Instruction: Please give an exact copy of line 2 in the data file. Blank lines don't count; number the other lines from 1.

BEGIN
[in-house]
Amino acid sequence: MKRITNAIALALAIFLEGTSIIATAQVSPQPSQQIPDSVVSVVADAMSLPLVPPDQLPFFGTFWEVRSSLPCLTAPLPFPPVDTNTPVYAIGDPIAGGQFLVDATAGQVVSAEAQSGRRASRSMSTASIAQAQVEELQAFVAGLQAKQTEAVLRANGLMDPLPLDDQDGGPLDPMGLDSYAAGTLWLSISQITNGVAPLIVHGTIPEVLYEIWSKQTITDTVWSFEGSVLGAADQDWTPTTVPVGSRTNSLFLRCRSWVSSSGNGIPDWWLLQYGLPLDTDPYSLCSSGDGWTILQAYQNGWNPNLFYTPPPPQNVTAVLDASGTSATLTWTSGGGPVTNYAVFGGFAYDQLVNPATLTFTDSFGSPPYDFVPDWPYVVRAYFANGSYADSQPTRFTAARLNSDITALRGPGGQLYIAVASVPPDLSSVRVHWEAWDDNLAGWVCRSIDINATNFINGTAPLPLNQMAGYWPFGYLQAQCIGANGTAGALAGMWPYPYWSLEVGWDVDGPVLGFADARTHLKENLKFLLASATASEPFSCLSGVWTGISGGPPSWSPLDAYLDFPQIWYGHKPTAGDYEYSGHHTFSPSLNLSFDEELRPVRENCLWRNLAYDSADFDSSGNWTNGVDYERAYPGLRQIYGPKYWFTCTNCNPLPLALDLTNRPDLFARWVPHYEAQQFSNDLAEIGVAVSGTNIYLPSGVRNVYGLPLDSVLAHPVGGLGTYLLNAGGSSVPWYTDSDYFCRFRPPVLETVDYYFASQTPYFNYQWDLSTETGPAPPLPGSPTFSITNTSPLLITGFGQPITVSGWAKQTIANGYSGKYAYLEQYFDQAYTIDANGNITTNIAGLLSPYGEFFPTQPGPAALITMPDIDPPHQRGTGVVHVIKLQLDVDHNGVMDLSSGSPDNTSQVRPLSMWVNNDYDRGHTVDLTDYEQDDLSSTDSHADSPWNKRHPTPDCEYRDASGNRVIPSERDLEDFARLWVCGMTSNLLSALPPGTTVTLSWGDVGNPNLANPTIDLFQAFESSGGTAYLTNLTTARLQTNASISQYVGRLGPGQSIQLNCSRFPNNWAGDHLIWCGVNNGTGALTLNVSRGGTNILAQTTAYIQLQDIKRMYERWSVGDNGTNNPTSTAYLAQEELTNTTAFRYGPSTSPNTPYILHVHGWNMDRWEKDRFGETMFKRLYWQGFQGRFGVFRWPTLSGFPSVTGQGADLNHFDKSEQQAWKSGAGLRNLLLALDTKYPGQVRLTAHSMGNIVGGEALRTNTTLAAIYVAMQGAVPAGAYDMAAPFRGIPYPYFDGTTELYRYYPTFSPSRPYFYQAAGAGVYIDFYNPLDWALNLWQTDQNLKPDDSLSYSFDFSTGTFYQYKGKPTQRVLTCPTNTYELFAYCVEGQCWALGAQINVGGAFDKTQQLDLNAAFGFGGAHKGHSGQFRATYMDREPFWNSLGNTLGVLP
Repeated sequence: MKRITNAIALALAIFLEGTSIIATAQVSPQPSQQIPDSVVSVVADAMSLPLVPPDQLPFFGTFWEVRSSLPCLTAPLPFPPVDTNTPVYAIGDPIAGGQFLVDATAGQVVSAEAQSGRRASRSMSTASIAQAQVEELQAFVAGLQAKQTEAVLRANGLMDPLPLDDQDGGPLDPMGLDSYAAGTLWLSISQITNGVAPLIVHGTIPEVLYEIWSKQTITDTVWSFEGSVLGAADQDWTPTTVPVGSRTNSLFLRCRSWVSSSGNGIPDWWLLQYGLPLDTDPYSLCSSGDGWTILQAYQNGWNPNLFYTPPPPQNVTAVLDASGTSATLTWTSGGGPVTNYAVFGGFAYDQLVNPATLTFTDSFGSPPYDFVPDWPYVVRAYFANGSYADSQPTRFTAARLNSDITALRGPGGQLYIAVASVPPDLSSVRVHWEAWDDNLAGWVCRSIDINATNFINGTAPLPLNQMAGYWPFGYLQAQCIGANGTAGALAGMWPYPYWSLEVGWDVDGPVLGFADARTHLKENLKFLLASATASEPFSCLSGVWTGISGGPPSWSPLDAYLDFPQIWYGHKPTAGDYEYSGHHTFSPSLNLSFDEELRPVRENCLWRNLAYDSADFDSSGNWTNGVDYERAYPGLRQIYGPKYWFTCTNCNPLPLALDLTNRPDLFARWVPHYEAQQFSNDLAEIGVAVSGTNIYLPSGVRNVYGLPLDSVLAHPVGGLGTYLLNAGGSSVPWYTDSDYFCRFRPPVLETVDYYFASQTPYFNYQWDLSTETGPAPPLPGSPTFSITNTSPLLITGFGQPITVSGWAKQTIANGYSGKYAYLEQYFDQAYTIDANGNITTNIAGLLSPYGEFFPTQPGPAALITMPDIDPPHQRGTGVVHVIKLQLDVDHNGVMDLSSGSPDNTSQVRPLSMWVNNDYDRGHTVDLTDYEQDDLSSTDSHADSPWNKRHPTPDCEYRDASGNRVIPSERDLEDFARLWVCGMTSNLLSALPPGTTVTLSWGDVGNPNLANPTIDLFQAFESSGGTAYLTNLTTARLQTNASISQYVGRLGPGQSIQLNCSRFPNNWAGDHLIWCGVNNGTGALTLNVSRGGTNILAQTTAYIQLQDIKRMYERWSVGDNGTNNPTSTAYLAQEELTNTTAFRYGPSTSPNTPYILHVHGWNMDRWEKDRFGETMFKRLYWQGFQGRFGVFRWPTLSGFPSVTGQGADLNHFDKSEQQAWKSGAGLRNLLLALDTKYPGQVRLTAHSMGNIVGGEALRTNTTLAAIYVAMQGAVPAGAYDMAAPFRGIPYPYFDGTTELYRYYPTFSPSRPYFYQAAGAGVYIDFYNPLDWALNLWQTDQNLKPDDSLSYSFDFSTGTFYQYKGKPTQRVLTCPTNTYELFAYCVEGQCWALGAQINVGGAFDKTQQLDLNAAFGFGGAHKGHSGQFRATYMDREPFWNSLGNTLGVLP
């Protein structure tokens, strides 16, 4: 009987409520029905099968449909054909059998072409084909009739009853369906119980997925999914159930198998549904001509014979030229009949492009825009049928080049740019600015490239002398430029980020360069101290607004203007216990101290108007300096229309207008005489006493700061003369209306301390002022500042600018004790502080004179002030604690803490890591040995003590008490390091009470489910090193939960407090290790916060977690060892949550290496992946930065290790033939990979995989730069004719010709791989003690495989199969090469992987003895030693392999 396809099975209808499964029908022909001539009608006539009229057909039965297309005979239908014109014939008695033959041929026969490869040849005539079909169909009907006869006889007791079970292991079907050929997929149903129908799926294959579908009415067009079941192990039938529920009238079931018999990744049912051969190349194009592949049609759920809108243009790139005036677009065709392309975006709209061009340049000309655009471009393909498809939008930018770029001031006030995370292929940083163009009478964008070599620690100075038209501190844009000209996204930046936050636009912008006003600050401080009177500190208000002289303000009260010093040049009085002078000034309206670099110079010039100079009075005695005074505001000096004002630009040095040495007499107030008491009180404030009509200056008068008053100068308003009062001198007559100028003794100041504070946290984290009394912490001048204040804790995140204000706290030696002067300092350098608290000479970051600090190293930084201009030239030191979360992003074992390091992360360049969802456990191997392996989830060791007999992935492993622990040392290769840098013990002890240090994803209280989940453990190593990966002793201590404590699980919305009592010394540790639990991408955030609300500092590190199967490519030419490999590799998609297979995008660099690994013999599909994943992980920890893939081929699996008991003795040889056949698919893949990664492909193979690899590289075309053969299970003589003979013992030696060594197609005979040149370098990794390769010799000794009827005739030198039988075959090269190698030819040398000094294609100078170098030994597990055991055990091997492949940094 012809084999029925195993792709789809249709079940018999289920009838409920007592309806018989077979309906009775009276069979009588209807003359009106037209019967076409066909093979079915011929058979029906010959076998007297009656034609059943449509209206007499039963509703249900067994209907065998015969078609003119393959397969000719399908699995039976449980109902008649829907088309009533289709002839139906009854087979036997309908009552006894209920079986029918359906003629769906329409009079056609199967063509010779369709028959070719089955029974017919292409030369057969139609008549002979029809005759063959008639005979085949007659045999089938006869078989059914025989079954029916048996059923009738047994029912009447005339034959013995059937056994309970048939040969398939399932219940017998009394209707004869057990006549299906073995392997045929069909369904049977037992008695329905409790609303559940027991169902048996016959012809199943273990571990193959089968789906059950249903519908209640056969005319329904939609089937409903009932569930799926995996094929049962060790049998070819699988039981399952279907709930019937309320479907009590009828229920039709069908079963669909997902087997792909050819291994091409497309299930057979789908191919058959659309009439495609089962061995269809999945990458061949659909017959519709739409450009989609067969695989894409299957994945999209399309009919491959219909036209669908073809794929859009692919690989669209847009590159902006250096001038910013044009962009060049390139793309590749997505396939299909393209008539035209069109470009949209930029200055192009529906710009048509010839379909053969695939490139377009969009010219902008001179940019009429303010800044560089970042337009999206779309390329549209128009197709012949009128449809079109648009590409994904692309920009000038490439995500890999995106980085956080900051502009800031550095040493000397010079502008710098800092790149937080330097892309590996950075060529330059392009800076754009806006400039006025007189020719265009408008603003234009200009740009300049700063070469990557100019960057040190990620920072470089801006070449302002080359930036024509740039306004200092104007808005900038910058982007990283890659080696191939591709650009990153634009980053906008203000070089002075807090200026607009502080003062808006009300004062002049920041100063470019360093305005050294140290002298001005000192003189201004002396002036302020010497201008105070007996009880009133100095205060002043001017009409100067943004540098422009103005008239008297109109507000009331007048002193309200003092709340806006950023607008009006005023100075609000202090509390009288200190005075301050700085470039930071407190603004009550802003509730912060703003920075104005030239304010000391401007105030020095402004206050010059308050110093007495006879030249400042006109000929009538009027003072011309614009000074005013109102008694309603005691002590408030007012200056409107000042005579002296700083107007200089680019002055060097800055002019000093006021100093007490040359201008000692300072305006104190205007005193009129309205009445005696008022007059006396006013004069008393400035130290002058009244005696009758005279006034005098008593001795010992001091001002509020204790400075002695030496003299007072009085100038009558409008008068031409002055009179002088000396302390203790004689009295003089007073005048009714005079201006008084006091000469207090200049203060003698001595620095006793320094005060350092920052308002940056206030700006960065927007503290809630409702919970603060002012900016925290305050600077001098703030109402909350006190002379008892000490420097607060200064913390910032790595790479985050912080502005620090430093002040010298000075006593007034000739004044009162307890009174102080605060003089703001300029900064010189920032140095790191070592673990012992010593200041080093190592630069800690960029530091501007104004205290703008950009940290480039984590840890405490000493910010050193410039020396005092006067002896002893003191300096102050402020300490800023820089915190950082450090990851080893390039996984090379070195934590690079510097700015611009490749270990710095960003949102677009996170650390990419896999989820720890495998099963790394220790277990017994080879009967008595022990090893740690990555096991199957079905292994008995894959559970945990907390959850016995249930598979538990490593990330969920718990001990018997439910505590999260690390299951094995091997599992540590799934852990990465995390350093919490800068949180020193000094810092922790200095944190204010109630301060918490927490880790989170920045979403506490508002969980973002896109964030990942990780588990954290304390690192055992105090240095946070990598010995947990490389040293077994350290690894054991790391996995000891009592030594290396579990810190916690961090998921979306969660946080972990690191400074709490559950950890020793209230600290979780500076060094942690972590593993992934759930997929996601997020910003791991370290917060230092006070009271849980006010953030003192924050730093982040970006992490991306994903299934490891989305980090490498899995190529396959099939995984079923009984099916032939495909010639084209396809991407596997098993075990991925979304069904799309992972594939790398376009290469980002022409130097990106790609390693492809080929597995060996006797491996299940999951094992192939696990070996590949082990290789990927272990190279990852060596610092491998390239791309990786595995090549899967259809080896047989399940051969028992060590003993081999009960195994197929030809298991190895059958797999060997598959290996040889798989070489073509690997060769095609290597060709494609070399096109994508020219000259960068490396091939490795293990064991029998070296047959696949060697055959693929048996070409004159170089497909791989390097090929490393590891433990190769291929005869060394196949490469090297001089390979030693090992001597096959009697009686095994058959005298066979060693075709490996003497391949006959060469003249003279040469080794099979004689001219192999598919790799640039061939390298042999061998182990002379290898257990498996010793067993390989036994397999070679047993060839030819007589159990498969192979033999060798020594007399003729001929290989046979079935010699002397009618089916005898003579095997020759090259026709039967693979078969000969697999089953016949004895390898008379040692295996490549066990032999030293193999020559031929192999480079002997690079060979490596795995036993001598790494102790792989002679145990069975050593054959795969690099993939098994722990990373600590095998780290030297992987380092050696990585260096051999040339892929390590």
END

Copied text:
Amino acid sequence: MKRITNAIALALAIFLEGTSIIATAQVSPQPSQQIPDSVVSVVADAMSLPLVPPDQLPFFGTFWEVRSSLPCLTAPLPFPPVDTNTPVYAIGDPIAGGQFLVDATAGQVVSAEAQSGRRASRSMSTASIAQAQVEELQAFVAGLQAKQTEAVLRANGLMDPLPLDDQDGGPLDPMGLDSYAAGTLWLSISQITNGVAPLIVHGTIPEVLYEIWSKQTITDTVWSFEGSVLGAADQDWTPTTVPVGSRTNSLFLRCRSWVSSSGNGIPDWWLLQYGLPLDTDPYSLCSSGDGWTILQAYQNGWNPNLFYTPPPPQNVTAVLDASGTSATLTWTSGGGPVTNYAVFGGFAYDQLVNPATLTFTDSFGSPPYDFVPDWPYVVRAYFANGSYADSQPTRFTAARLNSDITALRGPGGQLYIAVASVPPDLSSVRVHWEAWDDNLAGWVCRSIDINATNFINGTAPLPLNQMAGYWPFGYLQAQCIGANGTAGALAGMWPYPYWSLEVGWDVDGPVLGFADARTHLKENLKFLLASATASEPFSCLSGVWTGISGGPPSWSPLDAYLDFPQIWYGHKPTAGDYEYSGHHTFSPSLNLSFDEELRPVRENCLWRNLAYDSADFDSSGNWTNGVDYERAYPGLRQIYGPKYWFTCTNCNPLPLALDLTNRPDLFARWVPHYEAQQFSNDLAEIGVAVSGTNIYLPSGVRNVYGLPLDSVLAHPVGGLGTYLLNAGGSSVPWYTDSDYFCRFRPPVLETVDYYFASQTPYFNYQWDLSTETGPAPPLPGSPTFSITNTSPLLITGFGQPITVSGWAKQTIANGYSGKYAYLEQYFDQAYTIDANGNITTNIAGLLSPYGEFFPTQPGPAALITMPDIDPPHQRGTGVVHVIKLQLDVDHNGVMDLSSGSPDNTSQVRPLSMWVNNDYDRGHTVDLTDYEQDDLSSTDSHADSPWNKRHPTPDCEYRDASGNRVIPSERDLEDFARLWVCGMTSNLLSALPPGTTVTLSWGDVGNPNLANPTIDLFQAFESSGGTAYLTNLTTARLQTNASISQYVGRLGPGQSIQLNCSRFPNNWAGDHLIWCGVNNGTGALTLNVSRGGTNILAQTTAYIQLQDIKRMYERWSVGDNGTNNPTSTAYLAQEELTNTTAFRYGPSTSPNTPYILHVHGWNMDRWEKDRFGETMFKRLYWQGFQGRFGVFRWPTLSGFPSVTGQGADLNHFDKSEQQAWKSGAGLRNLLLALDTKYPGQVRLTAHSMGNIVGGEALRTNTTLAAIYVAMQGAVPAGAYDMAAPFRGIPYPYFDGTTELYRYYPTFSPSRPYFYQAAGAGVYIDFYNPLDWALNLWQTDQNLKPDDSLSYSFDFSTGTFYQYKGKPTQRVLTCPTNTYELFAYCVEGQCWALGAQINVGGAFDKTQQLDLNAAFGFGGAHKGHSGQFRATYMDREPFWNSLGNTLGVLP